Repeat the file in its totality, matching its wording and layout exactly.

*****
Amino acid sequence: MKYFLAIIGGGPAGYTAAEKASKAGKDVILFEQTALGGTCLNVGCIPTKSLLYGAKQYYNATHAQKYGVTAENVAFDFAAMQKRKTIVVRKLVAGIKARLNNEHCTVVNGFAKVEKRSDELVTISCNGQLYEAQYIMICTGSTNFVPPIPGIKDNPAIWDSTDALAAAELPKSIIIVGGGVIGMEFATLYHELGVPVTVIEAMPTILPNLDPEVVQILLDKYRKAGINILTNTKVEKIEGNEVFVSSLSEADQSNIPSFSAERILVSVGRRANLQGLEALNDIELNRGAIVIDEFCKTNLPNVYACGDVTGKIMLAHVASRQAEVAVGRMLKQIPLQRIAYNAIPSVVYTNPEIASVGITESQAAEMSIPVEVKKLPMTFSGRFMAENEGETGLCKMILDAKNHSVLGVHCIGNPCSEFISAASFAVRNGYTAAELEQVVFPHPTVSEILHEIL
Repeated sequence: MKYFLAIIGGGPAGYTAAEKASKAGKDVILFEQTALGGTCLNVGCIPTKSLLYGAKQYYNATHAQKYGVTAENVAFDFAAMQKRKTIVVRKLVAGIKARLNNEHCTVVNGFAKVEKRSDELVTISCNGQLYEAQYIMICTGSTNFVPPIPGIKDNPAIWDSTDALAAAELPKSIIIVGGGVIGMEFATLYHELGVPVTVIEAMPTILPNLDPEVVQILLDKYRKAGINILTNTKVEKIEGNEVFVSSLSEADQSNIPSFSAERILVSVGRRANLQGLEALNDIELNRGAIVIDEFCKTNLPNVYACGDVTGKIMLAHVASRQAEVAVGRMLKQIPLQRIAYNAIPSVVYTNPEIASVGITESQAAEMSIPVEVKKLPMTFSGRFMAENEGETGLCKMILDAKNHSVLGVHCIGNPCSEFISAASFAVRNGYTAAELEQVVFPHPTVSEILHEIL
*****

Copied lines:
Amino acid sequence: MKYFLAIIGGGPAGYTAAEKASKAGKDVILFEQTALGGTCLNVGCIPTKSLLYGAKQYYNATHAQKYGVTAENVAFDFAAMQKRKTIVVRKLVAGIKARLNNEHCTVVNGFAKVEKRSDELVTISCNGQLYEAQYIMICTGSTNFVPPIPGIKDNPAIWDSTDALAAAELPKSIIIVGGGVIGMEFATLYHELGVPVTVIEAMPTILPNLDPEVVQILLDKYRKAGINILTNTKVEKIEGNEVFVSSLSEADQSNIPSFSAERILVSVGRRANLQGLEALNDIELNRGAIVIDEFCKTNLPNVYACGDVTGKIMLAHVASRQAEVAVGRMLKQIPLQRIAYNAIPSVVYTNPEIASVGITESQAAEMSIPVEVKKLPMTFSGRFMAENEGETGLCKMILDAKNHSVLGVHCIGNPCSEFISAASFAVRNGYTAAELEQVVFPHPTVSEILHEIL
Repeated sequence: MKYFLAIIGGGPAGYTAAEKASKAGKDVILFEQTALGGTCLNVGCIPTKSLLYGAKQYYNATHAQKYGVTAENVAFDFAAMQKRKTIVVRKLVAGIKARLNNEHCTVVNGFAKVEKRSDELVTISCNGQLYEAQYIMICTGSTNFVPPIPGIKDNPAIWDSTDALAAAELPKSIIIVGGGVIGMEFATLYHELGVPVTVIEAMPTILPNLDPEVVQILLDKYRKAGINILTNTKVEKIEGNEVFVSSLSEADQSNIPSFSAERILVSVGRRANLQGLEALNDIELNRGAIVIDEFCKTNLPNVYACGDVTGKIMLAHVASRQAEVAVGRMLKQIPLQRIAYNAIPSVVYTNPEIASVGITESQAAEMSIPVEVKKLPMTFSGRFMAENEGETGLCKMILDAKNHSVLGVHCIGNPCSEFISAASFAVRNGYTAAELEQVVFPHPTVSEILHEIL